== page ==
Labor will roll back tax cuts for small and medium businesses

Lisa Maree Williams/Getty ImagesLabor leader Bill Shorten

Opposition leader Bill Shorten has confirmed that Labor, if elected, will repeal company tax cuts that have already been legislated, a move which will affect at least 20,000 medium-sized businesses employing about 1.5 million workers.

Mr Shorten said on Tuesday morning that Labor was still to decide whether it would limit tax cuts to businesses with turnovers capped at $2 million or $10 million, but it would be repealing the current arrangement which gives relief to businesses with turnovers capped at $50 million.

Last year, the Senate passed laws giving company tax cuts to companies with turnovers capped at $50 million.

The lower tax rate of 27.5 per cent for businesses with turnovers between $25 million and $50 million starts on July 1 this year and phases down to 25 per cent by 2026-27.

The Australian Financial Review revealed earlier this year that Labor was considering cutting that turnover back to $10 million, a move which would increase the tax rate for 20,000 businesses employing 1.5 million people.

On Tuesday, Mr Shorten confirmed this. “We will support any Australian business with an under $2 million turnover to get a tax reduction. We think that small business can do with all of the assistance they can get,” he said.

“We are considering between $2 million and $10 million turnovers beyond that.”

Asked if that meant Labor would “repeal the tax cut between $10 and $50 million that’s already legislated”, Mr Shorten responded: “Yes”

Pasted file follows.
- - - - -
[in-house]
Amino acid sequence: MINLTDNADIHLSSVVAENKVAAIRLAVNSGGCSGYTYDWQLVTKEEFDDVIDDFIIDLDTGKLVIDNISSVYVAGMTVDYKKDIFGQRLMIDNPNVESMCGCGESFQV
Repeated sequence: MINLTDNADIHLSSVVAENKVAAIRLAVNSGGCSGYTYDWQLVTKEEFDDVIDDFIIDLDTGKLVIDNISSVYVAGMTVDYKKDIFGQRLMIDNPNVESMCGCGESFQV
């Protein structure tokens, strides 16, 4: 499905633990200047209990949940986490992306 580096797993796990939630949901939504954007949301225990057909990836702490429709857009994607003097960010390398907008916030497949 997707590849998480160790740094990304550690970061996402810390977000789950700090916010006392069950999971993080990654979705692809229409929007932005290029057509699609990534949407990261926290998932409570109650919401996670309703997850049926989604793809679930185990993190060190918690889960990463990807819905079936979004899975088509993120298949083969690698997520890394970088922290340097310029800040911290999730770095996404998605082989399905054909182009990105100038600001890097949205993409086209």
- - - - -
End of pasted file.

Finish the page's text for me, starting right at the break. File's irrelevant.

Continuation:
“You have to look at priorities. I just don’t agree with Mr Turnbull that the four big banks deserve $17 billion in tax cut over the next 10 years,” he said.

“I would rather see that being put back into our schools. I don’t agree with Mr Turnbull that the multinationals should get a tax cut yet we are carrying out cuts to our hospital and healthcare systems.

“It is all down to values. He is for the top end of town. He’s made it clear how he feels. I am for education and health funding.”

Our agenda is about attracting more investment, stronger growth, more jobs & higher wages on the back of stronger competition for workers.

Bill Shorten again today pushing higher taxes on business, which would lead to less investment, lower growth, fewer jobs & lower wages.

“Bill Shorten has confirmed yet another giant, job-destroying tax on Australian businesses and the economy.”he said.

“Not only has Labor committed to ripping our personal income tax cut away from nine million Australians, they will now hit tens of thousands of businesses that employ 1.5 million Australians with high taxes.

“Labor has no plans to grow the economy, just plans to suffocate it with higher taxes, destroying jobs and stealing pay rises.”

The decision will be highly controversial and opposed by the small business sector.

On Tuesday, the Financial Review also revealed the four Senators likely to hold the balance of power after the election, would not permit a Labor government to do roll back the already-legislaed cuts.

These are Pauline Hanson, Cory Bernardi and the Centre Alliance’s Stirling Griff and Rex Patrick. All four voted for the tax cut last year for businesses with turnovers up to $50 million.

All are on six-year terms and will be there after the election.

“Nope, not a chance, we would be dead against it,” said Senator Griff, speaking for himself and colleague Senator Patrick.

“We’re not going to take it away from small and medium businesses, no, not at all.”

He said opponents of tax cuts confused turnover with profit and a $50 million turnover could be the local IGA.

A spokesman for One Nation leader Senator Hanson, said there was no way One Nation would allow the cuts to be unwound while Australian Conservatives and low tax advocate Senator Bernardi supports the entire corporate tax cut package and will not be rolling anything back.

This first appeared at the See the original here.

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